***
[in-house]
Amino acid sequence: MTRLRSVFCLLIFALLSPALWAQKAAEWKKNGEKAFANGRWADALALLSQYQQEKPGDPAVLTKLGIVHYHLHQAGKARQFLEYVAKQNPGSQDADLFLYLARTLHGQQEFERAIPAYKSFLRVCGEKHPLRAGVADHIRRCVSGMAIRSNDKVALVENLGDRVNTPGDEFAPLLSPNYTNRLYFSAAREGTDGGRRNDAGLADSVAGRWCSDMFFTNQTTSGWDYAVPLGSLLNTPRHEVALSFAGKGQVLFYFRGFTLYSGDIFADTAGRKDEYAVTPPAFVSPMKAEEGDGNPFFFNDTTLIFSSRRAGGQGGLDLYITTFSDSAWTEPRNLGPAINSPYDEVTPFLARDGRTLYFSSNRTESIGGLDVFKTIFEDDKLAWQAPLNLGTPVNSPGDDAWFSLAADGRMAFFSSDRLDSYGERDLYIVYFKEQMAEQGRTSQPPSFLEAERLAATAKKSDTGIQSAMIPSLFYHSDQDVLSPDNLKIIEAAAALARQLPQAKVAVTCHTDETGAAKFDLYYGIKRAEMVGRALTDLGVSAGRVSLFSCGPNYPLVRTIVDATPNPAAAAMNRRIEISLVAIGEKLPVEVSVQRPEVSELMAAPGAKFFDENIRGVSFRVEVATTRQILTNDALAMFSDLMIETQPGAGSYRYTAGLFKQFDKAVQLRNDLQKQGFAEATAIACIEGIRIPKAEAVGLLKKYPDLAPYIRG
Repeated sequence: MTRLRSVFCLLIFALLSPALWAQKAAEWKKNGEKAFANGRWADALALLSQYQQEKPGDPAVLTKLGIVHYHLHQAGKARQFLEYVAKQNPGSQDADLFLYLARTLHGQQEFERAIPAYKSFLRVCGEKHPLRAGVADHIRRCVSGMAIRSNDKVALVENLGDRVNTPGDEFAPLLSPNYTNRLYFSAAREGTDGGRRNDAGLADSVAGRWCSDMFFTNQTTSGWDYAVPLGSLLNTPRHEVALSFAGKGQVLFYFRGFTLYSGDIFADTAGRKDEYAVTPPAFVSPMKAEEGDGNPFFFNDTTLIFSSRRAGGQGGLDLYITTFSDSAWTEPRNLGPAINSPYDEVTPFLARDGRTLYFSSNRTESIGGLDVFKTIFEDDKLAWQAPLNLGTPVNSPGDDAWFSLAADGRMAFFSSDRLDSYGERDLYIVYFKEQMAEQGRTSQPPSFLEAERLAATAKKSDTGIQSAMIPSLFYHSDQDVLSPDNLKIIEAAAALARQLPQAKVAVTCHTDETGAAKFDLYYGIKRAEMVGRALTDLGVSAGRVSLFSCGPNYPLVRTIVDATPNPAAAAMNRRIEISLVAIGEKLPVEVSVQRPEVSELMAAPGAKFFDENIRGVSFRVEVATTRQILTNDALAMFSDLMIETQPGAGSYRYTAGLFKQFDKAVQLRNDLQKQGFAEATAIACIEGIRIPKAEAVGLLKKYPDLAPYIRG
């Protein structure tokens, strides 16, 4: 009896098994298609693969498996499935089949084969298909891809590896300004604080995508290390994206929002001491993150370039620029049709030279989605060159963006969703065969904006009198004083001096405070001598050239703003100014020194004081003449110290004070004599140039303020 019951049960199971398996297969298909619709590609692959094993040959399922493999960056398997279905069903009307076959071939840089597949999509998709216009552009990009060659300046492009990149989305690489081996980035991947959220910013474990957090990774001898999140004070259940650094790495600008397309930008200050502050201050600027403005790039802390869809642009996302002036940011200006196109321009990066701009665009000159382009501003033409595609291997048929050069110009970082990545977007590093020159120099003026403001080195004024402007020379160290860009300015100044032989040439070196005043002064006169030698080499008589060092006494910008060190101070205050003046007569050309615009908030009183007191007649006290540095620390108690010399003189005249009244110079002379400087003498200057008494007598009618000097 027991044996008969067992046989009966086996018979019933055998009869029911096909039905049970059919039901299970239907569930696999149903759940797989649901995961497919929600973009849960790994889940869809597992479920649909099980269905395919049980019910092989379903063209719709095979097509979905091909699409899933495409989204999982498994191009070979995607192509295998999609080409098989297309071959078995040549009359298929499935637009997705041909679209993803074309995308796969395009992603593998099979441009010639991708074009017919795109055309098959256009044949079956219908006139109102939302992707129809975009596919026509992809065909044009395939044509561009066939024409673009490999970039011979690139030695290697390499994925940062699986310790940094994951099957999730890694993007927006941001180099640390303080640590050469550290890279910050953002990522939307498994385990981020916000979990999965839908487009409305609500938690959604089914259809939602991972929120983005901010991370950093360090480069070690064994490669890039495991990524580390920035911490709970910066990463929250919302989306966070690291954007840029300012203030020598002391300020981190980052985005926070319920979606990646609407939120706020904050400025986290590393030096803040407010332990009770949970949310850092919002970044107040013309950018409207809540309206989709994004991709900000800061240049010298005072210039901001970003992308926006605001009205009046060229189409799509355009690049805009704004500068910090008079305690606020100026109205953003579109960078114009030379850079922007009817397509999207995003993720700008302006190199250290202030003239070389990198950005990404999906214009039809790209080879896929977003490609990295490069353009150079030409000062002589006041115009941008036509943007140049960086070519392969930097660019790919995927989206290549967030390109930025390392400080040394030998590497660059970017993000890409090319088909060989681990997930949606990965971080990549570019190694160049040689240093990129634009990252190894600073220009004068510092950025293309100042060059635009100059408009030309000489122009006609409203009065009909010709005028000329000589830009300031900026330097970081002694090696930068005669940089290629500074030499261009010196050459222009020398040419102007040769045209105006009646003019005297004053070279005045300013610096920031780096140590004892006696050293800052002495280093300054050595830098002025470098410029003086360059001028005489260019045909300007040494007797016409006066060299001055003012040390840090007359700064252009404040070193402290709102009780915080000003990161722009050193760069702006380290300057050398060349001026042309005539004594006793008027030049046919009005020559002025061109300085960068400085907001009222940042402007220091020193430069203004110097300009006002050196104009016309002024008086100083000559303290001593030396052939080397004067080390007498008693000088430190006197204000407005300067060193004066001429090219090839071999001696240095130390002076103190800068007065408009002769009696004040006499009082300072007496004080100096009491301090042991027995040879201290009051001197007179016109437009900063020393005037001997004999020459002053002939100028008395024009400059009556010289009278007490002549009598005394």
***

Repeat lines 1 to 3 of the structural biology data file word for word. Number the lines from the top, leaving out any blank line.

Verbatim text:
[in-house]
Amino acid sequence: MTRLRSVFCLLIFALLSPALWAQKAAEWKKNGEKAFANGRWADALALLSQYQQEKPGDPAVLTKLGIVHYHLHQAGKARQFLEYVAKQNPGSQDADLFLYLARTLHGQQEFERAIPAYKSFLRVCGEKHPLRAGVADHIRRCVSGMAIRSNDKVALVENLGDRVNTPGDEFAPLLSPNYTNRLYFSAAREGTDGGRRNDAGLADSVAGRWCSDMFFTNQTTSGWDYAVPLGSLLNTPRHEVALSFAGKGQVLFYFRGFTLYSGDIFADTAGRKDEYAVTPPAFVSPMKAEEGDGNPFFFNDTTLIFSSRRAGGQGGLDLYITTFSDSAWTEPRNLGPAINSPYDEVTPFLARDGRTLYFSSNRTESIGGLDVFKTIFEDDKLAWQAPLNLGTPVNSPGDDAWFSLAADGRMAFFSSDRLDSYGERDLYIVYFKEQMAEQGRTSQPPSFLEAERLAATAKKSDTGIQSAMIPSLFYHSDQDVLSPDNLKIIEAAAALARQLPQAKVAVTCHTDETGAAKFDLYYGIKRAEMVGRALTDLGVSAGRVSLFSCGPNYPLVRTIVDATPNPAAAAMNRRIEISLVAIGEKLPVEVSVQRPEVSELMAAPGAKFFDENIRGVSFRVEVATTRQILTNDALAMFSDLMIETQPGAGSYRYTAGLFKQFDKAVQLRNDLQKQGFAEATAIACIEGIRIPKAEAVGLLKKYPDLAPYIRG
Repeated sequence: MTRLRSVFCLLIFALLSPALWAQKAAEWKKNGEKAFANGRWADALALLSQYQQEKPGDPAVLTKLGIVHYHLHQAGKARQFLEYVAKQNPGSQDADLFLYLARTLHGQQEFERAIPAYKSFLRVCGEKHPLRAGVADHIRRCVSGMAIRSNDKVALVENLGDRVNTPGDEFAPLLSPNYTNRLYFSAAREGTDGGRRNDAGLADSVAGRWCSDMFFTNQTTSGWDYAVPLGSLLNTPRHEVALSFAGKGQVLFYFRGFTLYSGDIFADTAGRKDEYAVTPPAFVSPMKAEEGDGNPFFFNDTTLIFSSRRAGGQGGLDLYITTFSDSAWTEPRNLGPAINSPYDEVTPFLARDGRTLYFSSNRTESIGGLDVFKTIFEDDKLAWQAPLNLGTPVNSPGDDAWFSLAADGRMAFFSSDRLDSYGERDLYIVYFKEQMAEQGRTSQPPSFLEAERLAATAKKSDTGIQSAMIPSLFYHSDQDVLSPDNLKIIEAAAALARQLPQAKVAVTCHTDETGAAKFDLYYGIKRAEMVGRALTDLGVSAGRVSLFSCGPNYPLVRTIVDATPNPAAAAMNRRIEISLVAIGEKLPVEVSVQRPEVSELMAAPGAKFFDENIRGVSFRVEVATTRQILTNDALAMFSDLMIETQPGAGSYRYTAGLFKQFDKAVQLRNDLQKQGFAEATAIACIEGIRIPKAEAVGLLKKYPDLAPYIRG